Your new life will give you a healthier outlook on all aspects of your life. Regular exercise boosts self-esteem, and eating well improves your mental health. Seeing a therapist and working through your negative thoughts can give you a new perspective on where it all comes from.

Feeling comfortable with yourself as a sober person is yet another step to feeling normal. Knowing that you don’t need to drink to have fun at a party and that people can enjoy you as you are are things that add to feeling “normal” without using drugs or alcohol.

Accepting Your New Life

In the beginning, you might subconsciously resist your new life, even if it’s for the best. You know that it’s good for you to be healthier. You know that life before wasn’t great. You may even miss your old life, to a certain extent. These feelings will pass and, In time, you will embrace your new lifestyle and feel grateful that you took this journey, that you had enough courage to seek help and get better.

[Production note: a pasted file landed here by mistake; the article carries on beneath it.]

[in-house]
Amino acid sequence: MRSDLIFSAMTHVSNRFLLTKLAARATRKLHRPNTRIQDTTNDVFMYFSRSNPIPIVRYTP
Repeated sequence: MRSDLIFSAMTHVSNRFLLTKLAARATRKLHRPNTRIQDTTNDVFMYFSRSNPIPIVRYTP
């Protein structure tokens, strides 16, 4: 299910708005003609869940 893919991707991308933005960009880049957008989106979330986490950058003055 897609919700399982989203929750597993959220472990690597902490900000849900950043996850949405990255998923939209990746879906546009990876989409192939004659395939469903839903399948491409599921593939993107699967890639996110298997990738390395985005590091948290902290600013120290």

You’ve experienced a rollercoaster. You woke up, took a look around, and realized that you deserved better. You mended relationships and worked on finances, and picked up the pieces. You did the work, so be proud of your “new normal” and enjoy the new life you’ve built.

Getting treatment for substance use issues is a time of significant change, and it can be hard to feel “normal” during the process.  You aren’t used to being sober or attending classes and meetings. Your schedule is different, and your social life might never be the same. As such, a sense of “normal” might feel far away as you adjust to your new lifestyle, but you won’t feel this way forever. Sobriety does eventually feel normal. Discomfort comes with change, but as you repeat your new routines and your body adapts to living without substances, not only do you start to feel normal, but you begin to feel like you’re thriving. Cornerstone offers aftercare options to all of our clients, including navigation and therapy. If you would like more advice on adjusting to your new life, call us at (800) 643-2108. Our staff is glad to help with any questions you have about adapting to your sober lifestyle.